The Perils Of Obedience 'And Replicating Milgram'

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The conclusions drawn from Milgram’s experiment and Burger’s “Replicating Milgram” presents a compelling argumentation on the implication and compliance of obedience and personal morality in the presence of a figure with authority. These results are quite significant because of its theoretical and feasible application to explicate the role of obedience in a societal context, and to discuss in such instances on who should be held responsible. Through numerous examples as illustrated in Stanley Milgram’s “The Perils of Obedience” and “Replicating Milgram” by Jerry M. Burger, individuals that compromise their own ethics in order to follow the orders of those with authority, should indisputably still be held accountable even if responsibility…show more content…
For example, who should have been held responsible for the harm of the learner? Should responsibility be placed under the experimenter for his or her role in persuading the teacher to continue, or does the teacher hold the same blame for continuing the study even with the option to halt at any moment? A plausible, yet valid response for this moral dilemma is that the experimenter should accept all responsibility. Proof for this assertion is demonstrated in Milgram’s detail record of the experiment in which Prozi, a study participant inquires the experimenter on the status of accountability, by which he writes, “ PROZI: You accept all responsibility? … EXPERIMENTER: The responsibility is mine. Correct. Please go on ” (Milgram 7). As clarified in the above statement, Prozi asks the experimenter on who will be liable for possible damages in the instance the learner is severely injured. Evidently, the experimenter replies that he or she will be answerable for all further actions in the study. Thus accordingly, Prozi, or any participant, is free from all any future culpability. Another perspective that is supportive of the participant’s innocently are specifically detailed in Burger’s article. As explicated in the words of Burger, “Although he obviously heard the learner’s cries and complaints, the experimenter acted as if nothing was wrong and…show more content…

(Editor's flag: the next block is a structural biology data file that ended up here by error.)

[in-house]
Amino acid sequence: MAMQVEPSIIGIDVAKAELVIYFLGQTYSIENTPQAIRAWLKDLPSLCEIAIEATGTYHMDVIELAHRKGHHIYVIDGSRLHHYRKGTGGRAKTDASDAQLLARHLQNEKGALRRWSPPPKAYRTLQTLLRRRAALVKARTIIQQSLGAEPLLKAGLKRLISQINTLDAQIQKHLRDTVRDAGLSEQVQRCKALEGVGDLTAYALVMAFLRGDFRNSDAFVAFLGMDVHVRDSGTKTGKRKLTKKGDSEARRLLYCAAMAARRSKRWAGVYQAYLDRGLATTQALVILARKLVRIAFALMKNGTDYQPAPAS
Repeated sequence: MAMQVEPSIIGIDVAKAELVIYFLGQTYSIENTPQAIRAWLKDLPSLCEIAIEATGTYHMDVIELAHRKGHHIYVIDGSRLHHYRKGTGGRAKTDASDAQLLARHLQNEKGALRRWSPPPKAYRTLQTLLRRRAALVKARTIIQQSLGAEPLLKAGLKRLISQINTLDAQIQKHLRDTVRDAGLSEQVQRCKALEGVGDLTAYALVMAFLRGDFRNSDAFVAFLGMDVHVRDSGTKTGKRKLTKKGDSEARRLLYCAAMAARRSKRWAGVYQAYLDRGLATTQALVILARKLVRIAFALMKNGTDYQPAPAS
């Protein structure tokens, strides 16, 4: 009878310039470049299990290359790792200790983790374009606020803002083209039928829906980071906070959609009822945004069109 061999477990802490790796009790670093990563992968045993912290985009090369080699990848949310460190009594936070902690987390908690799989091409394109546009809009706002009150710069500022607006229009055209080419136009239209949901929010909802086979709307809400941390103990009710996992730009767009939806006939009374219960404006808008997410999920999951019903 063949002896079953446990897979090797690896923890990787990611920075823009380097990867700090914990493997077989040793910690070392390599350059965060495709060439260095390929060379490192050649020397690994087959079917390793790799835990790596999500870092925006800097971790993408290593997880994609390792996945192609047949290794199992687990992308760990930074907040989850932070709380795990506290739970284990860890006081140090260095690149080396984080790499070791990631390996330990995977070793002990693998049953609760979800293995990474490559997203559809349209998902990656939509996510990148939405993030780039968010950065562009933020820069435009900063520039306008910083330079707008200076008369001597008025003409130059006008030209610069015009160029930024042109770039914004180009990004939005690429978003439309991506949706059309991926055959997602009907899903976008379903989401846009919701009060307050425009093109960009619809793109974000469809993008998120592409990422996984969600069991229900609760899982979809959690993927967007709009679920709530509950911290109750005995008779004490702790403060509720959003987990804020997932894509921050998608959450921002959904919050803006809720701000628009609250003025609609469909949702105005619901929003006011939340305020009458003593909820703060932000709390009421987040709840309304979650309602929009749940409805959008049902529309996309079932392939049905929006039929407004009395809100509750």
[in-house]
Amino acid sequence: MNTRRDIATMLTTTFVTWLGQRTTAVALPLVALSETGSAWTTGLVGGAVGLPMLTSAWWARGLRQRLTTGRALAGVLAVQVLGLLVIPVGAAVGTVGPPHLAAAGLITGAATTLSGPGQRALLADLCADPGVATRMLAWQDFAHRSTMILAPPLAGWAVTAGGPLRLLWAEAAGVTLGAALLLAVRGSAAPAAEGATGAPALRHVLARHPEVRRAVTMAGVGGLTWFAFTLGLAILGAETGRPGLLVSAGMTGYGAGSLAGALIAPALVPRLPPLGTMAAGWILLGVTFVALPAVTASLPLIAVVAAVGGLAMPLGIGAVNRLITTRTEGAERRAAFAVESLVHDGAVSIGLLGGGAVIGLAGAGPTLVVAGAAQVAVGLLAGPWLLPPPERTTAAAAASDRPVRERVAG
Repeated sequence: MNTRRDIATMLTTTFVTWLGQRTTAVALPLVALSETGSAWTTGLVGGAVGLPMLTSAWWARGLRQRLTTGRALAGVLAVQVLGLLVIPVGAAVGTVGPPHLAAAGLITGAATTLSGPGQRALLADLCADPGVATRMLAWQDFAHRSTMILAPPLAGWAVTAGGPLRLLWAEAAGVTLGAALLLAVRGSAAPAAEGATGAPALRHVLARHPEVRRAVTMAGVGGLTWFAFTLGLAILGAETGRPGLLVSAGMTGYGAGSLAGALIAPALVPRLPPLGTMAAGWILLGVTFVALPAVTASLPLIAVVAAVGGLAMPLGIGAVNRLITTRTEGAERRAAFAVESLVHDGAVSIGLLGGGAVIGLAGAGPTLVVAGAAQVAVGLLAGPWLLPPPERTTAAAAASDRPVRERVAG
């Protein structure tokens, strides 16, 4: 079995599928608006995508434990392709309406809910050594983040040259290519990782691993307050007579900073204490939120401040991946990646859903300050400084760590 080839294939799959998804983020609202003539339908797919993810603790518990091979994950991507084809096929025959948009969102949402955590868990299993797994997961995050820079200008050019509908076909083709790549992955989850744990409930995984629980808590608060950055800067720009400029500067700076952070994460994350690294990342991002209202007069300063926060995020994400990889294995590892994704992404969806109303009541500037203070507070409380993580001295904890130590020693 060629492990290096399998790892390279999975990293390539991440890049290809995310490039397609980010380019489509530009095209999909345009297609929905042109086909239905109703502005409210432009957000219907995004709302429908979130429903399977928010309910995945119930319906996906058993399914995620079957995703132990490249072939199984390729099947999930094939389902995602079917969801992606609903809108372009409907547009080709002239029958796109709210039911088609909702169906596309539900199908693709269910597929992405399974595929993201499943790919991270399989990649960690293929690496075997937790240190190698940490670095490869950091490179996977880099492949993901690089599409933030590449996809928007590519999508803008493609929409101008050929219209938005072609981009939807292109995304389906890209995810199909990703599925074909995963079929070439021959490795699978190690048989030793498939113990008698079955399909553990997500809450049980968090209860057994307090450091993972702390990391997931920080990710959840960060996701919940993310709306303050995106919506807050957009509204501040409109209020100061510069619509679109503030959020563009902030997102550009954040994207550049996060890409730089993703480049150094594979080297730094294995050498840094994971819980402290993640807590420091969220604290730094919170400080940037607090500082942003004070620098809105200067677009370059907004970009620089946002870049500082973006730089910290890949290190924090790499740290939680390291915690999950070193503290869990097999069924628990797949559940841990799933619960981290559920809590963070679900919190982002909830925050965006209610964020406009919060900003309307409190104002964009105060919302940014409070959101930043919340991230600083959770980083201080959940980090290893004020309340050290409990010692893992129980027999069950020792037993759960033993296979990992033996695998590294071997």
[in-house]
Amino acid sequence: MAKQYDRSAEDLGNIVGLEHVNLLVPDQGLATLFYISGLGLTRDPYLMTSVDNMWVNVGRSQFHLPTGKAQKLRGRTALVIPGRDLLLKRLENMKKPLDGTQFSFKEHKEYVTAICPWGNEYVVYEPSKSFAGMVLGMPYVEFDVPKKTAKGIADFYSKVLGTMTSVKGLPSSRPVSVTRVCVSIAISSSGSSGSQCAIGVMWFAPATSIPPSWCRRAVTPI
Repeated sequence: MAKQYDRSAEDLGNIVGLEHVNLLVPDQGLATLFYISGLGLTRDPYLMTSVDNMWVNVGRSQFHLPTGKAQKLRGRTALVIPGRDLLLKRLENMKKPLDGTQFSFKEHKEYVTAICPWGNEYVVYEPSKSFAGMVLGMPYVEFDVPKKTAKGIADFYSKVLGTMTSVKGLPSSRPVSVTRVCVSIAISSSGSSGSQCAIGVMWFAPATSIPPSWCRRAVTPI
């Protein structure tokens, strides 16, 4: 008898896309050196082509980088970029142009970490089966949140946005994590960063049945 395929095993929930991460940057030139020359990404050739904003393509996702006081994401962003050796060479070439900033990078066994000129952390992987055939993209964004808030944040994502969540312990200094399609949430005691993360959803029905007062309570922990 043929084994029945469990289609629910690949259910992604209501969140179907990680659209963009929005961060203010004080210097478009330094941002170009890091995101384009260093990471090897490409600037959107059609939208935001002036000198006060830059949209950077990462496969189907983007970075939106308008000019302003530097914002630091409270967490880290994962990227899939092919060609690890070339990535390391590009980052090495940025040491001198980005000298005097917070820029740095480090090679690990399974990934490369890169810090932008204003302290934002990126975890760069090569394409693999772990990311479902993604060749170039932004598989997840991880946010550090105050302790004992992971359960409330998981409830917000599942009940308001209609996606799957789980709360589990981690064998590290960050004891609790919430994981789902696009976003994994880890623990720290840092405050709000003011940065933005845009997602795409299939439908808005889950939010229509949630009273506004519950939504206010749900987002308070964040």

For instance, as described in Burger’s “Replicating Milgram”, the notion of answerability is explicated in further detail, when he writes, “ Milgram (1974) reported that many of his participants placed responsibility for their own actions on the experimenter, taking a “just following orders” position in explaining why they continued the shocks” (Burger 4). As outlined in the following paraphrase, the findings from Milgram’s study indicates how the participants acted under their own accord. In fact, any action in the study were performed by the participant, and not the experimenter. In essence, it is party the fault of the participant to continue with the experiment, and to place the burden of responsibility when the cause of action is directly from the participant. In Milgram’s article, he further substantiates this, when he states, “The most far-reaching consequence is that the person feels responsible to the authority directing him but feels no responsibility for the content of the actions that the authority prescribes” (Milgram

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